13) Monster’s Ball ft. Banger, Lake, Main O 

A dangerous, deep-piano-laced violin track that has Corm spitting more fire with a good verse from newcomer Banger and decent ones from Nas’ protégé Lake and Main O. (Cool)

14) Redemption ft. AZ

YES! Really good collab track between Cormega and AZ; I’m glad they stayed friends. Both of them with their mellow voices over a laid-back beat makes this really fitting. AZ lays down a really good verse and so does Cormega; one of the best collab tracks and tracks in general on the album. (HELL YEAH!)

15) Respect Me ft. Doña 

Another decent couple of verses from Donny, unfortunately this is her track with no sign or Corm, a waste of a good beat in my opinion. At least this time her hook is pretty good and sets the mood for the dangerous string beat. (Meh)

16) Sugar Ray and Hearns ft. Large Professor 

Cormega and Professor trade verses well here, both giving good rhymes on this laid-back, floaty beat. (Cool)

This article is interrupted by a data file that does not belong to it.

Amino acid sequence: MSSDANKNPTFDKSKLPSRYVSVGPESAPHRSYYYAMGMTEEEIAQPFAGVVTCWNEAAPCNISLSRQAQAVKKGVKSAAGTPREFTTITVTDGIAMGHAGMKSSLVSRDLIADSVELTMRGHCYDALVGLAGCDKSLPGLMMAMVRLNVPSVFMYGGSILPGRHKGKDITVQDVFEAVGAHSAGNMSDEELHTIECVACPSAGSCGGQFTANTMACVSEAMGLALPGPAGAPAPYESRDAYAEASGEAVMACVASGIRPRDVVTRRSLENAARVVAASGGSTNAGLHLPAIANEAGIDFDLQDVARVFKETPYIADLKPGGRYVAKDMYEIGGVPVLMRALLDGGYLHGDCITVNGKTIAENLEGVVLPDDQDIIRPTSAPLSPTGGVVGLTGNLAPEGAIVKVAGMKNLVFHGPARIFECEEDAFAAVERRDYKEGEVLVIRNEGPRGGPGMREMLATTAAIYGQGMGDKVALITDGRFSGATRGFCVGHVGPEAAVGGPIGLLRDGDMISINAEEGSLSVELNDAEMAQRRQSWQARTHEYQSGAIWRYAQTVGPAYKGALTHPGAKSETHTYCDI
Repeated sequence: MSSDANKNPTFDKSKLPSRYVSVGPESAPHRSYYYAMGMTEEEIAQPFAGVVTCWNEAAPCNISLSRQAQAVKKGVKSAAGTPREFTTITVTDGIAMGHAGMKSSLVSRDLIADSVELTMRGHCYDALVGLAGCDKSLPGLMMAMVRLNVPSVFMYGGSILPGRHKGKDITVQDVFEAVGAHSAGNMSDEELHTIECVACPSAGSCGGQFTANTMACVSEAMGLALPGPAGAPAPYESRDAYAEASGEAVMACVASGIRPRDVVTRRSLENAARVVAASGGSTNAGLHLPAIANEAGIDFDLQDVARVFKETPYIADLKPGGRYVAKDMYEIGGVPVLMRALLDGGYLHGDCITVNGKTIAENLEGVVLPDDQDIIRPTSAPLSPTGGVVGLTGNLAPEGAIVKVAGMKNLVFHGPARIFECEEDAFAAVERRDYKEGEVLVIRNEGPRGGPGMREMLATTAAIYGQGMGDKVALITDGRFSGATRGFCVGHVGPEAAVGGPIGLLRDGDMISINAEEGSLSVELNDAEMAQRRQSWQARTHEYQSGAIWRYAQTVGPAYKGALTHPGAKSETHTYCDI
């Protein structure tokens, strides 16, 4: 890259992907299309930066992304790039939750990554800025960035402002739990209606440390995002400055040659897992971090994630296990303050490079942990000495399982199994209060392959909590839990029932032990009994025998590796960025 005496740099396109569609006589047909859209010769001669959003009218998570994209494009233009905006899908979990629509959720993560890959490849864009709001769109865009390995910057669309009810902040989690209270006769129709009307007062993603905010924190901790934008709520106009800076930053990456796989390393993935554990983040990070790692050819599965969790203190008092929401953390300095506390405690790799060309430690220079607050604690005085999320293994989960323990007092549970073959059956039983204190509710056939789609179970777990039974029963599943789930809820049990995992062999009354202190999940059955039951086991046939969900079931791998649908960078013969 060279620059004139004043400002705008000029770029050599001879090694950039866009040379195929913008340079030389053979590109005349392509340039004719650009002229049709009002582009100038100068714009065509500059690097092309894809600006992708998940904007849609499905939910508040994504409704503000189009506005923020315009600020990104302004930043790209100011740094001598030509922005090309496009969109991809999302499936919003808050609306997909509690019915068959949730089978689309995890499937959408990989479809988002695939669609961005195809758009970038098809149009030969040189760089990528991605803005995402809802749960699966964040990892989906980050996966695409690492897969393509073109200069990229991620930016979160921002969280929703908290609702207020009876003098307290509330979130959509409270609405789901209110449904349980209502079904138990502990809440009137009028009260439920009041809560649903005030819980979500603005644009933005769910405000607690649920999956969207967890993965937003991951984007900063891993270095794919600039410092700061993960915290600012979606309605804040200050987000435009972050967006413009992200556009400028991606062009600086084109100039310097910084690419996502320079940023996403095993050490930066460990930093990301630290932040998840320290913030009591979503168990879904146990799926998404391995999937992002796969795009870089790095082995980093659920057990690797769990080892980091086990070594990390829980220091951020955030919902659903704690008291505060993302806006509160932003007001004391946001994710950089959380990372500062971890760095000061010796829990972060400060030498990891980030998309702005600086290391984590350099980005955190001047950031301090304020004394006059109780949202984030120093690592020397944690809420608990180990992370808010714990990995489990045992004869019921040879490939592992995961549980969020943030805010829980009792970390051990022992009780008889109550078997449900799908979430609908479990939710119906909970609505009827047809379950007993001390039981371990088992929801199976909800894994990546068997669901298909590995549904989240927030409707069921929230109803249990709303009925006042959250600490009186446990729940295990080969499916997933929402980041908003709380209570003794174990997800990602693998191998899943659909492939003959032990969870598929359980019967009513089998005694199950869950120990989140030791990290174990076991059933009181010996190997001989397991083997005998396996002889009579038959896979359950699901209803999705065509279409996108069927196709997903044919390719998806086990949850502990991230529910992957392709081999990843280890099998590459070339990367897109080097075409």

17) The Machine ft. Doña, Miz

Doña flows really well over this laid-back beat, making her listenable. Miz still sounds a little like Jay-Z, giving more pretty good rhymes but nothing special. Cormega still shines. (Cool)


Rating: 3.5/5

End Result: This was a really good album but still had a few falling points. Mostly a showcase for Cormega’s potential. Mega shows his great skill throughout, when the beats lack originality (taking others’ beats and altering them slightly) and the over-abundant guest appearances (especially from Don) give this a bit of a mixtape feel. I would remove a bunch of Don’s verses and a few others from their songs (Lake, Unda P.) and that’s about it. The only joint that really fails at what it tries to do, is Stay Up, proving Cormega still can’t really drop the type of deep, soul-catching tracks as some other MC’s. However the majority are still good, creative, unspoiled cuts, and Cormega moves away from his usual constant disses towards Nas, which is good.

My Recommendation: GET THIS ALBUM, whether a previous Cormega fan or a newcomer. It really showcases what he can do, and is a step up from his previous Nas-obsessed slump.